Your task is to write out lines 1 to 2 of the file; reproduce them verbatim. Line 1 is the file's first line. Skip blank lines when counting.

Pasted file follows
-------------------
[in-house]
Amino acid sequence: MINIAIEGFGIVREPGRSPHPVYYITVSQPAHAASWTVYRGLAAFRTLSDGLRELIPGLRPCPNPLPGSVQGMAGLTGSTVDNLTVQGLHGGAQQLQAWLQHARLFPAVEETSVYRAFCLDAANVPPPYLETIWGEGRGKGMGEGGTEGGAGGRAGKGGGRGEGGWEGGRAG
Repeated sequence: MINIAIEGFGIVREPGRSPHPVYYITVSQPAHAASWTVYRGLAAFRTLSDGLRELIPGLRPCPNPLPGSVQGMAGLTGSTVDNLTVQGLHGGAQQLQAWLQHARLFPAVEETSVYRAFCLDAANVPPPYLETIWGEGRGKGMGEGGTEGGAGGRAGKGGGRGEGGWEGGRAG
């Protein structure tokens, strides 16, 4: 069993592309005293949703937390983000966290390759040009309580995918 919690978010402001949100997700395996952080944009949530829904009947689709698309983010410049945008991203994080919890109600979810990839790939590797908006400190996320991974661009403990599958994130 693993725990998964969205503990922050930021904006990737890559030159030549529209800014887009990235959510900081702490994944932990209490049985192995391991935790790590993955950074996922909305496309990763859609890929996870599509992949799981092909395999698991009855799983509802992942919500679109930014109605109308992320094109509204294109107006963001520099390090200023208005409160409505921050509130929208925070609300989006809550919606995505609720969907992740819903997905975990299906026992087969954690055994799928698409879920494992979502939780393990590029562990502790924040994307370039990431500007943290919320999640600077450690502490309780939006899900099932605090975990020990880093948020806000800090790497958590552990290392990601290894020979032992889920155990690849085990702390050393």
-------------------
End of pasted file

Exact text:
[in-house]
Amino acid sequence: MINIAIEGFGIVREPGRSPHPVYYITVSQPAHAASWTVYRGLAAFRTLSDGLRELIPGLRPCPNPLPGSVQGMAGLTGSTVDNLTVQGLHGGAQQLQAWLQHARLFPAVEETSVYRAFCLDAANVPPPYLETIWGEGRGKGMGEGGTEGGAGGRAGKGGGRGEGGWEGGRAG